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January 27, 2011 - Image 2

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The Michigan Daily, 2011-01-27

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2A - Thursday, January 27, 2011
In Other Ivory Towers Questions on Camps Pfessor Pr f'es $Photos of the Week
Students fight viruses invillages

The Michigan Daily - michigandaily.com
(T P iric aDa
420 Maynard St.
Ann Arbor, MI 48109-1327
Editor in Chief BusinessManager
734-418-4119 ext 1252 734-418-4115 ext. 1241
sreinberg@michigandailycom nmdbusiness ?gnail.com

Instead of spending their summers
working 9-5 at an internship,
members of United Against
Infectious Diseases willbe travelling
to developing countries to provide
disease testing and counseling to
at-risk individuals.
Founded last semester, the student
organization works in certain areas
of developing nations to combat
diseases like HIV, tuberculosis and
malaria. This summer, the group's 40
members will travel to communities
in South Africa, Panama and Uganda,
among other countries.
LSA junior Eric Stulberg, the
awareness and activism coordinator
for the University's UAID chapter,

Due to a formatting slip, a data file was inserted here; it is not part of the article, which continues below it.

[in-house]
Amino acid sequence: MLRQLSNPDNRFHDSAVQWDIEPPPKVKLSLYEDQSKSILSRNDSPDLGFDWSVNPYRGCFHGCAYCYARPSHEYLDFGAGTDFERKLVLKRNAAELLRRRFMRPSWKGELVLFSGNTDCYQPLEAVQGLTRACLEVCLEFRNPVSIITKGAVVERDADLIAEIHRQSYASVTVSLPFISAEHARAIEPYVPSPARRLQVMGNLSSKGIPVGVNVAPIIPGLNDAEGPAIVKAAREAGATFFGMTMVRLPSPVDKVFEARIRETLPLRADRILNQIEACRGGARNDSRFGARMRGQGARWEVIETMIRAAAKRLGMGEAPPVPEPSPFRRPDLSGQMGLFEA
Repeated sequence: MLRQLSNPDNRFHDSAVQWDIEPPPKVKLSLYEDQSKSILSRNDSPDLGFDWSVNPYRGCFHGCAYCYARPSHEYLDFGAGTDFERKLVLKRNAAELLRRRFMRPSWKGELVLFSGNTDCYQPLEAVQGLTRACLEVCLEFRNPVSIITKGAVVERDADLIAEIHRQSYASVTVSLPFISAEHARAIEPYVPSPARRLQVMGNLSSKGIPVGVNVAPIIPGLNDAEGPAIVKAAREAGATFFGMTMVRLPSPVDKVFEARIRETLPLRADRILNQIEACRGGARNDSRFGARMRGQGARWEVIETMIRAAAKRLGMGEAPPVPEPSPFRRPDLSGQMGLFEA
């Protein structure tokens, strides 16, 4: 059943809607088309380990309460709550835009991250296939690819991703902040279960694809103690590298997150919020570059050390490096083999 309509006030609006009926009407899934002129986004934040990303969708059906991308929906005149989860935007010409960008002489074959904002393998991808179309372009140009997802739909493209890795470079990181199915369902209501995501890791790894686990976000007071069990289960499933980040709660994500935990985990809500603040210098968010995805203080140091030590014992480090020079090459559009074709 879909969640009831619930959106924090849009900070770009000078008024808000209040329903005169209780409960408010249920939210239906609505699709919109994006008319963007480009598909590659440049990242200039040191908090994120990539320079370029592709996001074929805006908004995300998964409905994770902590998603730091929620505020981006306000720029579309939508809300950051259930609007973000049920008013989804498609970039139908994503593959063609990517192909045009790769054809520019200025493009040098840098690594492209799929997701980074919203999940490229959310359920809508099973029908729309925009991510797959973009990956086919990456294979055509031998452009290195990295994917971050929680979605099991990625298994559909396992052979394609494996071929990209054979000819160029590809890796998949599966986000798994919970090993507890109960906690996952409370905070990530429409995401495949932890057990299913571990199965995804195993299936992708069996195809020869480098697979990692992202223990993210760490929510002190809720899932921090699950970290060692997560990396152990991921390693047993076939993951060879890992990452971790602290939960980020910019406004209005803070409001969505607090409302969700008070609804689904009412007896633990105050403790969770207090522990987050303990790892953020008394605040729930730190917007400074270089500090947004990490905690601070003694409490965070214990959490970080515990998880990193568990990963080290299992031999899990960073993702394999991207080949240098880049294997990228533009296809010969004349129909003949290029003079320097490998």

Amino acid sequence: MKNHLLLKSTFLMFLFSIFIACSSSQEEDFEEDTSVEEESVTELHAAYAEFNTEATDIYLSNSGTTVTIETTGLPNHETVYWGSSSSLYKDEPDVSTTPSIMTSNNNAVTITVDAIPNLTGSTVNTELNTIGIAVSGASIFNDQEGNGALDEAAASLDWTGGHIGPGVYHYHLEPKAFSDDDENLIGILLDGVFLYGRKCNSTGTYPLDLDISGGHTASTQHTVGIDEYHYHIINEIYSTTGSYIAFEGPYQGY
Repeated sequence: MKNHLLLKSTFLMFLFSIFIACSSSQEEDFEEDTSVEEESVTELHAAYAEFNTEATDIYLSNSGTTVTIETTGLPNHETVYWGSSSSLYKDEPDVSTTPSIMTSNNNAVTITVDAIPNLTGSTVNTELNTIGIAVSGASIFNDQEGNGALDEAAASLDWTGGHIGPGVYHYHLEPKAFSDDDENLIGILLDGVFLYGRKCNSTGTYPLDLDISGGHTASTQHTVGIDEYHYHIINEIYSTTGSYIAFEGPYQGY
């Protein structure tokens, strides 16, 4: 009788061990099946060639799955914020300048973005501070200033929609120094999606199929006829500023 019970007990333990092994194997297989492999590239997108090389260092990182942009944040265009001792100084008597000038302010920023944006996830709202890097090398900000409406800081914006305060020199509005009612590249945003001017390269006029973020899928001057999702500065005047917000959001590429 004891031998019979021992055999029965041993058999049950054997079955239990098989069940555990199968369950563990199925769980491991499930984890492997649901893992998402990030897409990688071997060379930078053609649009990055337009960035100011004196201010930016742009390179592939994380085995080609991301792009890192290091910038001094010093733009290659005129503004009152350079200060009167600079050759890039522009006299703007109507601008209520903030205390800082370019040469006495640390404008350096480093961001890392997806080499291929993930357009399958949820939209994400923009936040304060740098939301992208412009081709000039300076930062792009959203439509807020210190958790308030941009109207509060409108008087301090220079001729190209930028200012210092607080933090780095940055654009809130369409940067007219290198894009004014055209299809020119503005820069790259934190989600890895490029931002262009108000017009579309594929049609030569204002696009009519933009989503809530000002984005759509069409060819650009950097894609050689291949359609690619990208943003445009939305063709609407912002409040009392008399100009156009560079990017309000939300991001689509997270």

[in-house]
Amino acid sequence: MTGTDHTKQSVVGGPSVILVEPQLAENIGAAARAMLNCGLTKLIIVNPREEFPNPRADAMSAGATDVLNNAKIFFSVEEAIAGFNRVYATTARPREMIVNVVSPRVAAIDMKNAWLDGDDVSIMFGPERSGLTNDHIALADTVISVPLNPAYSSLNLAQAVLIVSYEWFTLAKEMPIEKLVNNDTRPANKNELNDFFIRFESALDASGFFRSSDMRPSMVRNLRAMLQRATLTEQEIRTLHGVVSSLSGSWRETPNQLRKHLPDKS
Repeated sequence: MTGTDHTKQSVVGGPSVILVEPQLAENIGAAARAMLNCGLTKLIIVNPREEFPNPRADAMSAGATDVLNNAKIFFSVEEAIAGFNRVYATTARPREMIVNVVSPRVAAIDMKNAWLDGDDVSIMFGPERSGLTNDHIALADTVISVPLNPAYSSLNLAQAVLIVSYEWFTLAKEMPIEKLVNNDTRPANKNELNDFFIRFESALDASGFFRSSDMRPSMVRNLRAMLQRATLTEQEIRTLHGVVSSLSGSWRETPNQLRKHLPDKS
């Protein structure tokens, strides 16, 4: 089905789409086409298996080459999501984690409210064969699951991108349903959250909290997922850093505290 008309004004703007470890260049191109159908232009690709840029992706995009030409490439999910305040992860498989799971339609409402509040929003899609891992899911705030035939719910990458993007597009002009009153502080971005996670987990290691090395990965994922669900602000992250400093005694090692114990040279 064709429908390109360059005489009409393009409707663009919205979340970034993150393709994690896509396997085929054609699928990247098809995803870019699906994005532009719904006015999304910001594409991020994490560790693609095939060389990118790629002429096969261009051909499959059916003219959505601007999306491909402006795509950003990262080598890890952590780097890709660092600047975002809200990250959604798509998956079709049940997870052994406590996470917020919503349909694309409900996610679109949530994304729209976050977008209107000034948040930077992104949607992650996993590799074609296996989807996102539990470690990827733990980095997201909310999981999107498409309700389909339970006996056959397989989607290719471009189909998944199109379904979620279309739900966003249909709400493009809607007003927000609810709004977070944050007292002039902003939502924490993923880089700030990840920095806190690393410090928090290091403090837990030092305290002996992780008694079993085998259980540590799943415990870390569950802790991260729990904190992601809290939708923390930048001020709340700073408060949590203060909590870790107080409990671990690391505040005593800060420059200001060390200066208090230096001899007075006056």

said since the campus chapter is
new, members of the group will be
going abroad on trips planned by

other schools. Other universities
with UAID chapters include Brown
University, Princeton University and
Yale University. The University's
group plans to organize its own trips
abroad for summ.er 2012, according
to Stulberg.
On the upcoming trips, the
students will be immersed in rural
"We'll be staying in or near the
villages and working with local
doctors," he said.
To prepare for their time abroad,
club members will fundraise
throughout the semester. The
group is funded by Global Brigades,
but it also relies on local support.
With the donations, the group will
purchase infectious disease testing
kits that provide cheap, effective

and quick results. UAID was the first
organization to - bring these rapid
tests into Panama, Stulberg said.
In addition to offering the testing
kits, students will provide counseling
based on protocol outlined by the
U.S. Centers for Disease Control and
Prevention, according to Rackham
graduate student Sonia Gupta, a
UAID national board member.
"All patients will receive
information about the rapid.test and
give informed consent for testing,
and patients who can benefit will
also receive prevention counseling,"
Gupta wrote in an e-mail interview.
Students will also lead awareness
campaigns before offering any
testing or counseling services in the
areas, Gupta wrote.

y34-418-411s opt.3
Arts Section
Sports Section
Display Sales caste ae
Online Sales

News Tips
Letters to the Editor
Editorial Page
Photography Section

Engineering Junior Koli Gibens takes a study
break to play pool in the Michigan Union.



Bump and run